The crust was worth the skepticism. It was SO good! Spongy, thick, and with a wonderful flavor, thanks to the potato. I didn't poke mine well enough and had a mountainous rising dough after the initial bake, but in the end it wasn't a big deal. I used some of Linda's Sauce that I had stashed in the freezer, and a combination of cheeses tailored to my husband's tastes.
Deep Dish Pizza
Dough source: Baking Illustrated, directions adapted slightly
~1 medium russet potato, about 9 ounces, peeled and quartered
~3 1/2 cups all purpose flour (17 1/2 ounces)
~1 1/2 tsp instant yeast
~1 3/4 tsp salt
~1 cup warm water (about 110 degrees)
~4 Tbsp extra-virgin olive oil, plus more for coating the bowl
~1/2 cup sauce
~1/2 cup grated parmesan cheese
~1/2 cup grated mozzarella cheese
~1/3 cup grated/crumbled mexican cheese
1. Bring 1 quart water and the potato to a boil. Cook until tender. Drain and cool until it can comfortably be handled. Press through the fine disk on a potato ricer, or grate through the large holes on a box grater. Or, if it crumbles in your hand when you try to do this, as it did for me, take out a fork, smash it to bits, and call it a day. Measure 1 1/3 cups lightly packed potato and
2. Adjust one oven rack to the highest position and the other to the lowest. Heat the oven to 200 degrees. Once it reaches 200, maintain the heat for 10 minutes and then turn off the heat.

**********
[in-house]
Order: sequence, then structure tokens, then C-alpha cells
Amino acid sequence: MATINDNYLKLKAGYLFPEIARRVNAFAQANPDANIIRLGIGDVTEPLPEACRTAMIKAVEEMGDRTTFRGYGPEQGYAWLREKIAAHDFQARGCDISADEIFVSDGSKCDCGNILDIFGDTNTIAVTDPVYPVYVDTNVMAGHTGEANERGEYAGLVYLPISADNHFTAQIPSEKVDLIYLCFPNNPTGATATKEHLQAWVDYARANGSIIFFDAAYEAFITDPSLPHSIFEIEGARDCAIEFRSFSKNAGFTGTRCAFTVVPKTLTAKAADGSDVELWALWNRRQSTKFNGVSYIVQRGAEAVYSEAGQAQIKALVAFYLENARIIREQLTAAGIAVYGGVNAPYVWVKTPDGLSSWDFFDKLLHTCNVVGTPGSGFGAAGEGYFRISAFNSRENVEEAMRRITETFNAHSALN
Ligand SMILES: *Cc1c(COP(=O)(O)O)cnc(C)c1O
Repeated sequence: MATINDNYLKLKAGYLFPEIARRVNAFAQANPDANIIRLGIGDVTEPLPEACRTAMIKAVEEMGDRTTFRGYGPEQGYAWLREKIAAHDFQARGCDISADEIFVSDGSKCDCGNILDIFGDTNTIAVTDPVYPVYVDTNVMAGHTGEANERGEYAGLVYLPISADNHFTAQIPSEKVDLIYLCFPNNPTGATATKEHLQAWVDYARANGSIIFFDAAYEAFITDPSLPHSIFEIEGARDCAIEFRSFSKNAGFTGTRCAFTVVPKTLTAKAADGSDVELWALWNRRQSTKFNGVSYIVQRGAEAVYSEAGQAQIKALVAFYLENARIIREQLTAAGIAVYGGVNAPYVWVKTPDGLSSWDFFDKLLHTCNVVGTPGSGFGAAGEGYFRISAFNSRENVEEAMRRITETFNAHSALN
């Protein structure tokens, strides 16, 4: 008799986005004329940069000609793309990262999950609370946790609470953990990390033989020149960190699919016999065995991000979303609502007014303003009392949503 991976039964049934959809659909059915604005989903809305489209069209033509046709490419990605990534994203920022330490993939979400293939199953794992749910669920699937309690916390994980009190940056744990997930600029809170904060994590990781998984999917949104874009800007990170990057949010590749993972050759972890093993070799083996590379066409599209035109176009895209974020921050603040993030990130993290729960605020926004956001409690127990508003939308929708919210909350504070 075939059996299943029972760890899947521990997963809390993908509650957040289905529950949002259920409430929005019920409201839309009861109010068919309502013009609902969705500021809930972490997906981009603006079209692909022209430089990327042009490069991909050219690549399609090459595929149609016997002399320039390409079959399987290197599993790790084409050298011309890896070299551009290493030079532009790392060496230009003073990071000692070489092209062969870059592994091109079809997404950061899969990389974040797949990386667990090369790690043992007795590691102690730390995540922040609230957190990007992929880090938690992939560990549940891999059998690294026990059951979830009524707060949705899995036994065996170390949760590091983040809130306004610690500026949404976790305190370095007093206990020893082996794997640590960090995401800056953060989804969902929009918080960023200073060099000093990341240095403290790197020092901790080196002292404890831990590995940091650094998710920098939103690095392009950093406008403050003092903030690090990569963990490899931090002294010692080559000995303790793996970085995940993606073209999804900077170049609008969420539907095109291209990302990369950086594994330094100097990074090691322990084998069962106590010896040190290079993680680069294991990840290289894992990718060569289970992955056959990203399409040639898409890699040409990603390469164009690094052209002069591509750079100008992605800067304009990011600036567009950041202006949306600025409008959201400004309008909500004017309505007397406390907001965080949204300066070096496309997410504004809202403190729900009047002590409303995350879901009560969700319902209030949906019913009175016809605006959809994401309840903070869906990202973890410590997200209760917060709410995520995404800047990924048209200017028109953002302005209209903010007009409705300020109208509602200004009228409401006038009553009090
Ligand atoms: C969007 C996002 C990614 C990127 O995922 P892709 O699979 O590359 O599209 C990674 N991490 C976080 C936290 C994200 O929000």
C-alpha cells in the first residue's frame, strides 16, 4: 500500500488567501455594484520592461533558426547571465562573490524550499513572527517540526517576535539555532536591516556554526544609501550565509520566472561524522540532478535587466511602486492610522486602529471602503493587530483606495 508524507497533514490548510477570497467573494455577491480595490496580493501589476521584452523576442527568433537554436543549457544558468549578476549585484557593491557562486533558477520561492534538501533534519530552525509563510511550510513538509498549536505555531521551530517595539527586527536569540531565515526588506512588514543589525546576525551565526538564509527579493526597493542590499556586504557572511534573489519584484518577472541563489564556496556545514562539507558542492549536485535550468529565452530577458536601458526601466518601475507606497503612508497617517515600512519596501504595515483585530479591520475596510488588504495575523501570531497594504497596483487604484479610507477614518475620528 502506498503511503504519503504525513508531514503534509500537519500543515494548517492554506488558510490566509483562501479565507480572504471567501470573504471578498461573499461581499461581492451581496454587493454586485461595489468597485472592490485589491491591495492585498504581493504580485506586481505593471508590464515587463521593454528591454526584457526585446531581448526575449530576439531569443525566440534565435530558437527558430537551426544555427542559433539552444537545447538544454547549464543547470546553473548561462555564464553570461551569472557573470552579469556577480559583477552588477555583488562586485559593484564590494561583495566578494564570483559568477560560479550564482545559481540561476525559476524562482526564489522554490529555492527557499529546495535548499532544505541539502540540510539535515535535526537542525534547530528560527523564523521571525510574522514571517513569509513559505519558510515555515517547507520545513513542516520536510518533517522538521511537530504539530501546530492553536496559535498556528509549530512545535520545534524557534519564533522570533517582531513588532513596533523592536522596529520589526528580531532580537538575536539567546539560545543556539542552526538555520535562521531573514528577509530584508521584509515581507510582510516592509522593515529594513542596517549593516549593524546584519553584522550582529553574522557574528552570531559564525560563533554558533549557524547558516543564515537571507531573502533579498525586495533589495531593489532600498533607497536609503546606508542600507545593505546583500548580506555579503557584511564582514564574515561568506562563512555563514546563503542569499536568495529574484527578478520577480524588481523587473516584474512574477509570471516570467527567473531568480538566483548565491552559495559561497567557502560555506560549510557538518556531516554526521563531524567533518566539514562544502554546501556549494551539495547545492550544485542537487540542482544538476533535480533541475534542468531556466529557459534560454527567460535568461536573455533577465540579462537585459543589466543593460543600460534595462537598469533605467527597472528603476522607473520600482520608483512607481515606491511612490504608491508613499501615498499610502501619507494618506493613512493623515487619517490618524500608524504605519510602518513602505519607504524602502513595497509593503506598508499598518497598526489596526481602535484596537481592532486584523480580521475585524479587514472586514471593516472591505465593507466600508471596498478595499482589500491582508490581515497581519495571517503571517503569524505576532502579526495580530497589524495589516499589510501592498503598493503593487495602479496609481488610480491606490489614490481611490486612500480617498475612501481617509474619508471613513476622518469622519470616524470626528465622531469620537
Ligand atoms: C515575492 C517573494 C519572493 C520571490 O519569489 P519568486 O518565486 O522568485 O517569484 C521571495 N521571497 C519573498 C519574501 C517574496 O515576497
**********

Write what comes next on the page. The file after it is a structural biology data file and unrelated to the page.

3. Combine flour, yeast, and salt in a food processor or stand mixer. With the motor running (low for the mixer), add water and process until until dough comes together in a shaggy ball. Add the potato and process for several seconds, then add 2 T. of the oil and process several more seconds, until the dough is smooth and slightly sticky. Transfer to a lightly oiled medium bowl, turn to coat with oil, and cover with plastic wrap. Place in the warmed oven until the dough is soft and spongy and about doubled in size, about 30-35 minutes.
4. Oil the bottom of a 10-inch deep-dish pizza pan with remaining 2 Tbsp of oil. Yes, it seems like a lot of oil, but the oil is what browns the crust while it's baking in the oven. Remove the dough and gently punch down on a clean, dry work surface. Divide in two, and pat one of the halves into a 9-inch round and transfer to the pan. Cover with plastic wrap and let it rest about 10 minutes, until it no longer resists shaping. Repeat with the other half, or wrap it well with plastic wrap and freeze in a freezer bag.
5. Place a pizza stone or rimless baking sheet in the oven on the lowest rack (do not use an insulated cookie sheet) and preheat the oven to 500 degrees. Uncover the dough and pull it into the edges and up the sides of the pan to form a 1-inch lip. Cover again, and let rise in a warm, draft-free spot for about 30 minutes, until about doubled. Uncover and pierce generously with a fork. (Yes, do this. Then do it some more.)
6. Reduce the oven temperature to 425 degrees and place the pan on the heated stone or baking sheet until the crust is dry and lightly browned, about 5 to 10 minutes.
7. Add sauce and cheese to baked crust and return to the oven for 10-15 minutes. Move the pizza to the top rack and bake until the cheese is golden brown in spots, about 5 minutes longer. Mine was already browned and good to go after 13 minutes on the bottom rack. Using a spatula, carefully lift the crust out of the pan to check the crust for done-ness. You are looking for a few brown spots on the bottom. Let it sit about 5 minutes before cutting, unless you enjoy the pizza sauce massacre on your cutting board.